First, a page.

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Illegal trade of pesticides in Latin America growsqrcode

Mar. 23, 2020

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Mar. 23, 2020
By Leonardo Gottems, Reporter for AgroPages

CropLife Latin America issued an official statement stating that the illegal trade of pesticides in Latin America has grown: “Falsification, adulteration and smuggling of plant protection products or pesticides are crimes that not only affect the economy, but also health and the environment. Despite the warnings, efforts to combat them are still timid. Not only due to a lack of supervision, but also due to legal frameworks with little exemplary sanctions, as if they were minor crimes.”

CropLife Latin America is a non-profit organization managed by five companies: Bayer CropScience, FMC, Syngenta, Basf, and Sumitomo Chemical. The organization is also integrated by a network of 25 associations in 18 countries in Latin America. Globally, it is one of six regional affiliates, CropLife International, the Global Federation for the Crop Science Industry.

In 2019, CropLife Latin America claims to have participated in the 5th Congress of the Latin American Anti-Smuggling Association held in Costa Rica, aimed at raising awareness among authorities and participants about the negative impact of the illegal trading of pesticides.

Representatives of organizations combating illegal trade, such as the Transnational Alliance to Combat Illegal Trade, the Highway Police and the Federal Police of Brazil, the US Patent and Trademark Office, the Brazilian Institute of Competitive Ethics, chambers of commerce in the region, among others, analyzed critical issues.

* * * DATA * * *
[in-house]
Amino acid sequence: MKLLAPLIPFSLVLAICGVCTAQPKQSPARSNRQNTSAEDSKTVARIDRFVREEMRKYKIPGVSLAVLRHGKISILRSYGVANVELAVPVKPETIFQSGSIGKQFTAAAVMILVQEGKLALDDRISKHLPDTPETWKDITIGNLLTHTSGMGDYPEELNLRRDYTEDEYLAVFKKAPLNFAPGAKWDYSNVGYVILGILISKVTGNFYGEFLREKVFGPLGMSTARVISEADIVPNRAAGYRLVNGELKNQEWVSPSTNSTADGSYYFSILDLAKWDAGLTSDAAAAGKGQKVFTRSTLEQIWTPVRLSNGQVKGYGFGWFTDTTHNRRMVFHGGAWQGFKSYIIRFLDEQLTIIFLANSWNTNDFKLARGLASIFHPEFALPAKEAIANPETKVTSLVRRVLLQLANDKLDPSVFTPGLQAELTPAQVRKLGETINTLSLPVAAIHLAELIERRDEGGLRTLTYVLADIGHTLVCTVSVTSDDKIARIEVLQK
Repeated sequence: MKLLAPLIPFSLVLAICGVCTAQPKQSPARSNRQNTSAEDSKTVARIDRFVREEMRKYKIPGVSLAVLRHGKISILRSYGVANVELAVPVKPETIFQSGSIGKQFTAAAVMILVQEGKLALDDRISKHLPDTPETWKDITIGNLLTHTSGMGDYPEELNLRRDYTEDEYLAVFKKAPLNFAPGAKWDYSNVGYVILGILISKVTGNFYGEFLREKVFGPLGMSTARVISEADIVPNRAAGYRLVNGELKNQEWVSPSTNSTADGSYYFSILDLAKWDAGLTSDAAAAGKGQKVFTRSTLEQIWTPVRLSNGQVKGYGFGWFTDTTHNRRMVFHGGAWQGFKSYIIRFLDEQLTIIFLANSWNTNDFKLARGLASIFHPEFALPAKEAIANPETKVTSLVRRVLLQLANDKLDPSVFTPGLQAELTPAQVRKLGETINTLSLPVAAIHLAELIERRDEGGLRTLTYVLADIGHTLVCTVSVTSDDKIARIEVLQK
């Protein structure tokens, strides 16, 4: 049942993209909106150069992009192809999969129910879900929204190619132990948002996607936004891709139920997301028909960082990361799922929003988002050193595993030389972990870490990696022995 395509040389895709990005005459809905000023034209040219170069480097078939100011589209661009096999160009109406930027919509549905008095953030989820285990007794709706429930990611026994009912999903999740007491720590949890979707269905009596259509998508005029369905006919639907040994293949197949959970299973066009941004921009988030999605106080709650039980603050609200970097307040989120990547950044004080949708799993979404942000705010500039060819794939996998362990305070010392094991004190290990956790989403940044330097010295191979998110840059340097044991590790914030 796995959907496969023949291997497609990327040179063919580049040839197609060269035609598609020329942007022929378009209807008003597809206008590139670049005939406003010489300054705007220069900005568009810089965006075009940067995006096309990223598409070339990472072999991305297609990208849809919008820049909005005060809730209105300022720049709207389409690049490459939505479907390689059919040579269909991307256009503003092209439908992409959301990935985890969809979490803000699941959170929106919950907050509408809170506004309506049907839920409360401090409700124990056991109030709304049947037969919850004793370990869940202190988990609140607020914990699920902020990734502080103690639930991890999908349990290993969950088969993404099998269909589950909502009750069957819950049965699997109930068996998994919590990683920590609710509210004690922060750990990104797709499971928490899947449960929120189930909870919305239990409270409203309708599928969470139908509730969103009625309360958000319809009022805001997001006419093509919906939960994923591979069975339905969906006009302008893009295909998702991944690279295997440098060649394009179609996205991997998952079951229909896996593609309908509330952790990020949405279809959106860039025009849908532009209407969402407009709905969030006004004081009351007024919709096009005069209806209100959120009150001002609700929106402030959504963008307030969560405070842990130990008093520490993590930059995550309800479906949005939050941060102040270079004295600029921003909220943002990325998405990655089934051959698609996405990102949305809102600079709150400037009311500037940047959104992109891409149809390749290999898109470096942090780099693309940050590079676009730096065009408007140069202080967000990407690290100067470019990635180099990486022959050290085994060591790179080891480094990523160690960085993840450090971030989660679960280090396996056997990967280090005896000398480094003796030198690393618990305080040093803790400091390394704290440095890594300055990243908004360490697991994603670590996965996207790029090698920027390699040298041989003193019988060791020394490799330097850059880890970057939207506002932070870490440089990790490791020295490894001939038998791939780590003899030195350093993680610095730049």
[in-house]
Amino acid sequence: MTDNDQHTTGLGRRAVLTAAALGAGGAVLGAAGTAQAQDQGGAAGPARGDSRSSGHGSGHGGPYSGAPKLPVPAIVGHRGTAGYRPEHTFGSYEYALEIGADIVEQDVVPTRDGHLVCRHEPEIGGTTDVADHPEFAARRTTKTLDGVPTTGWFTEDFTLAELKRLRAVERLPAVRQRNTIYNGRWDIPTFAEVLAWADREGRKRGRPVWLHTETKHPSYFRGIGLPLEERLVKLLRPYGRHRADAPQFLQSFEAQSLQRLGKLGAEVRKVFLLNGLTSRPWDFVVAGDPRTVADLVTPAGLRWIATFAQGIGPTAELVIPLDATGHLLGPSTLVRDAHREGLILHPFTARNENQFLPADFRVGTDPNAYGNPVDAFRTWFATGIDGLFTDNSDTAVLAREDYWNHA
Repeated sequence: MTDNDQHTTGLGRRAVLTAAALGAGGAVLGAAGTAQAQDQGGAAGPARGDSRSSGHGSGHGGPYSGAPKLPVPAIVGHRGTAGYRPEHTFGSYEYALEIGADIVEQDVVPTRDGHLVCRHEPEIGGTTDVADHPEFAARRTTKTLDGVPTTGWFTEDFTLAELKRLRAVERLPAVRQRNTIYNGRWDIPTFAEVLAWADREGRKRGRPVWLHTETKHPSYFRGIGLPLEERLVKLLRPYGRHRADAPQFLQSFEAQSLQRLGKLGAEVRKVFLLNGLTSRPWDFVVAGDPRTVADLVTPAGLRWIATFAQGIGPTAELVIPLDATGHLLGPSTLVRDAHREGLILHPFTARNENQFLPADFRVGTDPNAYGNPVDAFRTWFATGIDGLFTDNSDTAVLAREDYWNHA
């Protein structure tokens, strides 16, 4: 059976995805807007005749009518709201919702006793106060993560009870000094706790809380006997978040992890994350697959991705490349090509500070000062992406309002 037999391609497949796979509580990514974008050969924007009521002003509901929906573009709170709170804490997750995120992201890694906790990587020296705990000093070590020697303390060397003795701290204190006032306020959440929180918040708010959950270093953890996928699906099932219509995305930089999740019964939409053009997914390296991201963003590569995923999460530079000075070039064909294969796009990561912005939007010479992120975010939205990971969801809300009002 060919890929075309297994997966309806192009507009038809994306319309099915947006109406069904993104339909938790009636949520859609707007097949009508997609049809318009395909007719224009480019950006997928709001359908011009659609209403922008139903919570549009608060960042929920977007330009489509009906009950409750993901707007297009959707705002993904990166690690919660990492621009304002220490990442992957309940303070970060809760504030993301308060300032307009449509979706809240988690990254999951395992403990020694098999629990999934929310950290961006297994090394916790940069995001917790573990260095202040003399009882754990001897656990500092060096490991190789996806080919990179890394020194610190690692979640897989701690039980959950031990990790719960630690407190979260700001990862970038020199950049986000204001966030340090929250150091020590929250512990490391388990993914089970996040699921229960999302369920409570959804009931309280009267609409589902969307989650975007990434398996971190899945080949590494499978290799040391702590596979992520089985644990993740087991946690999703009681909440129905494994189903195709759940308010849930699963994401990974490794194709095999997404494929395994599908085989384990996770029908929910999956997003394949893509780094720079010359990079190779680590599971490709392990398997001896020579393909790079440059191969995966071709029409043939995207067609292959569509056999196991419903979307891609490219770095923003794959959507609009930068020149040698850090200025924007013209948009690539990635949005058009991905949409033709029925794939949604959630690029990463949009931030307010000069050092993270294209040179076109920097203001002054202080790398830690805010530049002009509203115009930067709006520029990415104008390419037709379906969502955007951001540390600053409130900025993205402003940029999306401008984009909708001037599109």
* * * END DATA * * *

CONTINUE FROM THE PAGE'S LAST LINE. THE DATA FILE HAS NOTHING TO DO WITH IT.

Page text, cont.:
The organization said that among the issues dealt with was the growth of criminal gangs and their performance, particularly in the Triple Border (Brazil, Paraguay and Argentina). The need to improve regional collaboration to dismantle them was also highlighted, as well as to increase the penalties for crimes associated with illegal trade.

According to estimates by CropLife Latin America, it is in this region that most of the illegal agrochemicals circulate. According to the Institute of Economic and Social Development of Borders, no less than 20% of the pesticides sold in Brazil are of illegal origin, equivalent to US$2.1 billion in sales.

To try to combat this problem, the Organization for Economic Cooperation and Development published the “Best Practice Guide for Identifying Illegal Trade in Pesticides”. There are 105 topics that serve as a checklist for implementing a national program against illegal trade. The guide includes practices of inspection, trade, use and the final destruction of illegal products.

CropLife Latin America presented this guide in Mexico, Colombia, Argentina, Chile and Paraguay. “In 2020, we will continue to maintain the contents of the OECD guide, which is very well complemented by the report of the United Nations Agency against Interregional Crime, published in 2016,” said Javier Fernández, Director of Regulatory Affairs at CropLife Latin America.

Source: AgroNews

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